Food packaging design is one of the last things considered when it comes to the marketing mix but probably the most important. After all, standing out on shelf is the final hurdle in vying for the attention of consumers. In the build up to launch or reinventing a new product, we set out a marketing plan involving advertising, PR events, social media and other initiatives but many brands seem to loose sight of the product itself and the design of the package. So when do you really know it’s time to reevaluate and update your food packaging design and graphics? What are the rules? Here are five signs telling you that it’s time to update and some of the pitfalls to avoid.
1. It’s been 5 years since your food packaging design was refreshed
Five years is a considerable amount of time for food packaging to remain unchanged. Consumers get used to seeing the ‘same ole same ole’. It’s time to freshen things up – cause a stir and grab their attention again. Within that time, the product category itself and the company in terms of the brand have evolved so it makes sense that product/s should follow suit. An update should not be made for the sake of change or a fleeting trend. Marketers and designers should collaborate to carefully and respectfully re-design the package design with the aim of tying it closely to a strategic positioning that is relevant to the consumer. When all is said and done, brands want sales. Products need to fly off shelf. Company employees need to get paid and the company cogs need to keep turning.
2. The competition is ever evolving
As mentioned, five years in FMCG is a long time (most notably in the food industry) for some brands to sit still, especially if you want your brand to be positioned as a category leader. At the beginning of any design initiative, it is important to evaluate what has changed and who has changed. So it’s a good idea to track competitors in real-time. Tracking is critical to understanding the trends and agility of any competitor as it’s important to understand the strengths and weaknesses of your competition and when to strike before any decisions are made.
3. Consumers are getting smarter
Consumer research can be extremely insightful, signalling when to change and why. Consumers are getting smarter, much smarter. Many moons ago, when supermarkets didn’t exist it was an easy playing field. Premier Supermarkets, a subsidiary of Express Dairies, opened the UK’s first supermarket in Streatham, South London in 1951. Back in the day, competition was minimal but fast forward to now-time and we’ve got a brand war going on – on every shelf, in every supermarket. Over the years, consumers have become extremely savvy, they know the game and how to play it. They recognise a sales pitch even under the best disguise. So what age group is the best to study? It has to be millennials, they are the instigators and the drivers of change. Given the group’s size and increasing spending prowess, millennials are the consumers on the cutting edge of new things. This is the group that sets new trends and those that are emerging in the food industry include ready meals, fresh meal kits and other online food services. This group are changing their eating habits – they like to eat out more but then they also want convenience and they want to know more about their food, how it is made and where it comes from. They are hungry for information and demand transparency from companies. Millennials are more likely to read the information on the labelling and packaging. Integrating food into their lifestyles requires management and this demographic are pushed for time.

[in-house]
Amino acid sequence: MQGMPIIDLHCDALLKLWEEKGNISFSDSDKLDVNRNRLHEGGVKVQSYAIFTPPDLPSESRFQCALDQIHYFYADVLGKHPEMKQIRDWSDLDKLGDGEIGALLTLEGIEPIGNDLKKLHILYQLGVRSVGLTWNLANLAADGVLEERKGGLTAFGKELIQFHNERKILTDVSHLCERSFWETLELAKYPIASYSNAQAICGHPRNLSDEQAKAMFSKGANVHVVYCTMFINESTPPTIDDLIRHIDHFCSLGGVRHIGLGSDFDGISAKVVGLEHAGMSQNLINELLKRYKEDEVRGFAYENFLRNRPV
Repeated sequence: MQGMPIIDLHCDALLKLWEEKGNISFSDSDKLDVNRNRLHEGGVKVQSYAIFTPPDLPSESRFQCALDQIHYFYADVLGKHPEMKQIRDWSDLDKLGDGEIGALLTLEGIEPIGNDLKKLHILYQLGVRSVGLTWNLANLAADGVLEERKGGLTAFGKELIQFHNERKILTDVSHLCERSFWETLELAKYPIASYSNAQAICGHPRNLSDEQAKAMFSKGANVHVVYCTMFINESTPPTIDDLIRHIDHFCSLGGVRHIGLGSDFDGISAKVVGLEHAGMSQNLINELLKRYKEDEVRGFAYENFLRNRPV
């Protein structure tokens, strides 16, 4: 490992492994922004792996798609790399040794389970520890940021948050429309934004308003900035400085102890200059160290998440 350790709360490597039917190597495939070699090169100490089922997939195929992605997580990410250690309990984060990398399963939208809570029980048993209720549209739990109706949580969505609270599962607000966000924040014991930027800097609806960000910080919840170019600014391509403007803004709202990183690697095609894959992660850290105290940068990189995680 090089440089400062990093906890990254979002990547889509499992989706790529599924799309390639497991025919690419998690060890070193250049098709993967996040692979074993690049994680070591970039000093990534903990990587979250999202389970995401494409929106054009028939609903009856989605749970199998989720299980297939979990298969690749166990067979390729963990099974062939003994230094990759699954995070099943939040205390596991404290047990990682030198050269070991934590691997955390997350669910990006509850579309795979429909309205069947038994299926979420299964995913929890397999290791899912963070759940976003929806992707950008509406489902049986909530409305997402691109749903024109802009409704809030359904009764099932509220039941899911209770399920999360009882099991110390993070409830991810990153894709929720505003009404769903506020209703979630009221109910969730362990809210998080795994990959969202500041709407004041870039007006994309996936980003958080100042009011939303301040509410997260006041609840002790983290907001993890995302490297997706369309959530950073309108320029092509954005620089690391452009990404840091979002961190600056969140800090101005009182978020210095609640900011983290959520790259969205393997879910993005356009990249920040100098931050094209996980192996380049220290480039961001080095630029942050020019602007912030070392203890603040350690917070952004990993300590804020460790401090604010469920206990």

4. Retailers are demanding change
Now more than ever, we hear that retailers are demanding change. It could be argued this is an ugly development. However, retailers are under increasing pressure to delight consumers within aisles, especially in the centre of the store. With increasing category growth and brands competing for the same retail space, categories and entire aisles have become so fragmented. They are overwhelming and could benefit from clear banner brands. The change, if addressed correctly, could be as simple as basic design housekeeping, not a drastic overhaul. Try to understand what the retailer is seeing, take an objective point of view. See the shelf through their eyes.
5. Your brand has got lost or just wandered off
Every brand should continually look in the mirror and question why the food packaging details exist. The information contained, how it’s displayed. Too much text and consumers won’t read it. Too little will also have the same effect – consumers want to know what’s in their ready meal. Is the information still valid, has it changed? Does the consumer recognise them, value them and better yet, relate them to what you intended in the first place? The brand message on a package is often diluted little by little with small changes over time, but it’s hard to see without taking a step back. Packaging is an important – if not the most important – part of the marketing mix for many consumer goods products. Treat it that way. Be on the lookout for signs that it’s time to update. And when the time is right, make a good job of your food packaging because it will be another 5 years or so until you will probably do it again.
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